coroutines.push(coroutine);
schedule(coroutine);
}
});

while(!is_all_finished(coroutines)) {
await can_consume;

can_consume.set(new Condition());
while(v = buffer.dequeue()) {
yield v;
}
}
}


#### Case study: debounce

Debounce & co. can be implemented by flatmap, by spawning streams that just delay each element and seeing if they've expired at the end. Check it out:

async Stream<T> debounce<T>(Stream<T> S, int delay) {
int idx = 0;
return flatmap(S, async (v) => {
idx++;
int stashed_idx = idx;
await sleep(delay);
if(stashed_idx == idx)
yield v;
});
}


### GroupBy

Requires: conditions

GroupBy is unusual among others in that within the operator, it generates Streams. There is a long but efficient implementation (linear in number of elements), and a short but inefficient implementation (grows with number of elements times number of distinct elements). The short is sketched below, the long explained afterwards.

// short, inefficient groupBy
async Stream<T> groupBy<T, Tk>(Stream<T> stream, (T -> Tk) key_fn) {
Set<Tk> keys = new Set();
foreach(stream await as v) {
Tk key = key_fn(v);
if(!keys.has(key)) {
yield stream.clone().map(key_fn).filter(key);
}
}
}


### Custom/Language-specific

Language-specific operators consist of operators that specify schedulers for iterators to run on, plus To. The former consists of ObserveOn, SubscribeOn, Serialize (guarantees of which require some help from the scheduler) and Using. This lies behind the abstraction outlined earlier, so it was actually very useful to mentally separate these while implementing. Hack, for example, has exactly one scheduler, so none of these were implemented in HHReactor.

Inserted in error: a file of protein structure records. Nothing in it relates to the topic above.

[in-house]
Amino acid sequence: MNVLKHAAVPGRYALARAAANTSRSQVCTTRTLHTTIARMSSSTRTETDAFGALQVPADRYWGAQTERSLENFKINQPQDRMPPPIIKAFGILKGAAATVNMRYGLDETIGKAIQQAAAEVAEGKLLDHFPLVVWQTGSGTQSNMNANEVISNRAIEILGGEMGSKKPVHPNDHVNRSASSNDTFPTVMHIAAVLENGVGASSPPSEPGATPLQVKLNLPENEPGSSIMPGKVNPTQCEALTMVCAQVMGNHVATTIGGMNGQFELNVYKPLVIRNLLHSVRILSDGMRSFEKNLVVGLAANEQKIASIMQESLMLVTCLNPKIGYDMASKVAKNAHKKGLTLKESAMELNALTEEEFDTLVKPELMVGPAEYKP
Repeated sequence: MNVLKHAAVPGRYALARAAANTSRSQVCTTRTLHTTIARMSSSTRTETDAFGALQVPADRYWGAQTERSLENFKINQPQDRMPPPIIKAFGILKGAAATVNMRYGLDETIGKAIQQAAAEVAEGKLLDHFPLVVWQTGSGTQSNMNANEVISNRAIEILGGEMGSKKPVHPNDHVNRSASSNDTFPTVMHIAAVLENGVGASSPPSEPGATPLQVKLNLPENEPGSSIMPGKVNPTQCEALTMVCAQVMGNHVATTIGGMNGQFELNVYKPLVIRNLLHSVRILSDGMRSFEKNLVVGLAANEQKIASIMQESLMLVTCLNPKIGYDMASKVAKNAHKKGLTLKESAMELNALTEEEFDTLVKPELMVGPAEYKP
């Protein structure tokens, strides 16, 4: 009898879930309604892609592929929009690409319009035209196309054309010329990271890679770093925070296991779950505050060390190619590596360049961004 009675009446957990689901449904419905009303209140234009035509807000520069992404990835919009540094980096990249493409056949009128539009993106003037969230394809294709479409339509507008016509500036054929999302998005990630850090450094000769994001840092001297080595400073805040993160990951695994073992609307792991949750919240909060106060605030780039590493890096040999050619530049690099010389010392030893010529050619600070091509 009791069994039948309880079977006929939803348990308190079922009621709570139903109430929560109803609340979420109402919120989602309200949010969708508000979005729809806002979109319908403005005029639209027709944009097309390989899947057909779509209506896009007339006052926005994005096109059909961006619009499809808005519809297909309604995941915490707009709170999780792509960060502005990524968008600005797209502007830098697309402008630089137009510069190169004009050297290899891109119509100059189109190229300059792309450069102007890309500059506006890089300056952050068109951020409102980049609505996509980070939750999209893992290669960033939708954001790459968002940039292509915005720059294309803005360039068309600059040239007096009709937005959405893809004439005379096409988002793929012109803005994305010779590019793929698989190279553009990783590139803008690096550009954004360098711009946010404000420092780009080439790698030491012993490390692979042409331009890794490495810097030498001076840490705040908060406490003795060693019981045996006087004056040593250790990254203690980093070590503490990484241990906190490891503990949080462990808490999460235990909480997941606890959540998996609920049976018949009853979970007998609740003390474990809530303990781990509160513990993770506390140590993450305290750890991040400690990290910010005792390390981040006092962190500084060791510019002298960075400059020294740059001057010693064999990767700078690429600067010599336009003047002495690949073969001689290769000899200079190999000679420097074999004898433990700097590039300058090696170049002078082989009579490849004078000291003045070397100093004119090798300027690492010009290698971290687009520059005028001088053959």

What remains — Defer and And/Then/When — are not much beyond Stream, but just require some extra objects. Defer is implemented in HHReactor just with a proxy consumer that waits for a next call before attaching onto the Stream it wraps; nothing fancy. Similarly, And/Then/When just needs an extra supporting class, this time Plan.

## What about sharing Streams?

When there are multiple consumers to a single stream, ReactiveX defines three sharing policies:

1. Replay: All consumers get all items regardless of when they joined, requiring all items to be stored forever.
2. Publish: All consumers get all items after they join.
3. Share: The items are partitioned among consumers so no consumer gets the same item.

But wait, to protect ourselves against the unpredictable scheduler, we already have a queue to buffer values before consumers finally get control to start consuming them. All of these policies sound like they describe how consumers affect other consumers' access to items of this buffer!

First, note that the (Queue, Condition) pair that's been recurring a bunch is essentially the "get-able" interface that faces the consumer. Let's define a smart way to clone this pair so consumers can get new values from the same source but not affect each other's access to the values they've consumed.

1. Give the new clone a half-cloned Queue, where the current index becomes independent from the parent, but the tail of the queue is shared so when new elements are enqueued, all consumers can access them.
2. Give the new clone a reference to the original Condition, so when new elements are enqueued, all consumers try to consume.

These three behaviors then only differ on what clones consumers are holding and when they were produced:

• Replay: never advancing the original iterator, and giving new clients clones of it, where the current index will always start at the beginning.
• Publish: cloning any generator that's actively-consumed, so the current index will start near the tail.
• Share: Consume the same instance as another consumer, i.e. without cloning. Then the queue is exactly identical between the two consumers and they fight for values. Ultimately, the contention comes from the fairness and optimism of notifications on Condition.
GitHub

acrylic-origami/HHReactor

ReactiveX

Operators

GitHub

Reactive Manifesto